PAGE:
Time represents perceived changes in stimuli (observed facts), such as visual images. The human mind perceives reality (nature, physics) through images that occur as visual inputs reach the cortex. The mind senses ‘time change’ when the perceived image changes. The time arrow in physics is the goal-oriented sequence of changes in flow configuration, the direction dictated by the constructal law. The present is different from the past because the mental viewing has changed, not because somebody’s clock rings. The ‘clock time’ that unites all the live flow systems, animate and inanimate, is measurable. The day–night period lasts 24 hours on all watches, wall clocks and bell towers. Yet, physical time is not mind time. The time that you perceive is not the same as the time perceived by another. Why? Because the young mind receives more images during one day than the same mind in old age. Said another way, if the lifespan is measured in terms of the number of images perceived during life, then the frequency of mental images at young age is greater than in old age.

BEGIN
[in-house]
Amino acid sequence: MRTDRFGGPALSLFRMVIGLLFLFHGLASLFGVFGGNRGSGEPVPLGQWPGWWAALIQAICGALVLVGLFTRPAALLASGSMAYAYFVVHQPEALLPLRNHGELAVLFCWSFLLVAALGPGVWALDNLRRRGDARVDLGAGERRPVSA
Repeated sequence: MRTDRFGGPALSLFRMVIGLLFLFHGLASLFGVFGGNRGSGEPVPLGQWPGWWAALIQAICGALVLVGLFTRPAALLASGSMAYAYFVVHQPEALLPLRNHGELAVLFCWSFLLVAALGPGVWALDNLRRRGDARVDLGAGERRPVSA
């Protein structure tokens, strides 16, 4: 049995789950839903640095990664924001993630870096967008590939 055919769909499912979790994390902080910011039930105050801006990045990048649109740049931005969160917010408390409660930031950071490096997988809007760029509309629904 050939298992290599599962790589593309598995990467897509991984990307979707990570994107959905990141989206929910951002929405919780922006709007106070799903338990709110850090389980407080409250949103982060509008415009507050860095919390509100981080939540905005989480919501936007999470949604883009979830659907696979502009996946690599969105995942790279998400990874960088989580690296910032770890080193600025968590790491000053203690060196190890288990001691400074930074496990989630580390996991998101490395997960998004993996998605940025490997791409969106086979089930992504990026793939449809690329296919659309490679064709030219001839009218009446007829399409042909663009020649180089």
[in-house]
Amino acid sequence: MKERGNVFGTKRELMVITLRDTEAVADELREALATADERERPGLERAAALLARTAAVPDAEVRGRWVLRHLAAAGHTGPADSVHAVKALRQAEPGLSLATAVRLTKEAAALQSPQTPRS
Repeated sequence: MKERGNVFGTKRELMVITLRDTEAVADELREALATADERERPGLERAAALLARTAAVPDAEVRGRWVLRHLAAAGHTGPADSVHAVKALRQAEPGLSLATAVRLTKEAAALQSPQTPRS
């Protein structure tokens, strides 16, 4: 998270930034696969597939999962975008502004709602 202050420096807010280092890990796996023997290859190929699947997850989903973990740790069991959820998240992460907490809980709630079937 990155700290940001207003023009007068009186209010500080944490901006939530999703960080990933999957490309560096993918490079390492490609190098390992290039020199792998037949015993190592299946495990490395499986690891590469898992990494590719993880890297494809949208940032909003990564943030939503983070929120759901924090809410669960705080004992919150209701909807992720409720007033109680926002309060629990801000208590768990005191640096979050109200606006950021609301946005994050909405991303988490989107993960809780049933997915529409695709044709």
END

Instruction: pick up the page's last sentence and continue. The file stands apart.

The length traveled by inputs from external sensors to the cortex is actually greater than L, and it increases with age. The reason is that the complexity of the flow path needed by one signal to reach one point on the cortex increases as the brain grows and the complexity of the tree-shaped flow paths increase, cf. Figure 3.13 The broad trend then is that L increases with age. At the same time, V decreases because of the ageing (degradation) of the flow paths. The key feature is that the physical time (the combined effect of t1 and t2) required by the occurrence of one mental image increases monotonically during the life of the individual. The frequency of mental images decreases monotonically, and non-uniformly (i.e. not at constant rate).

Bejan Figure 1

Bejan Figure 3

So while you can’t teach an old dog new tricks, you can make him experience the world through a pup’s eyes again. All you need is a little ping and pang of plague.

Now to rediscover that child-like creativity… Just like Max.viii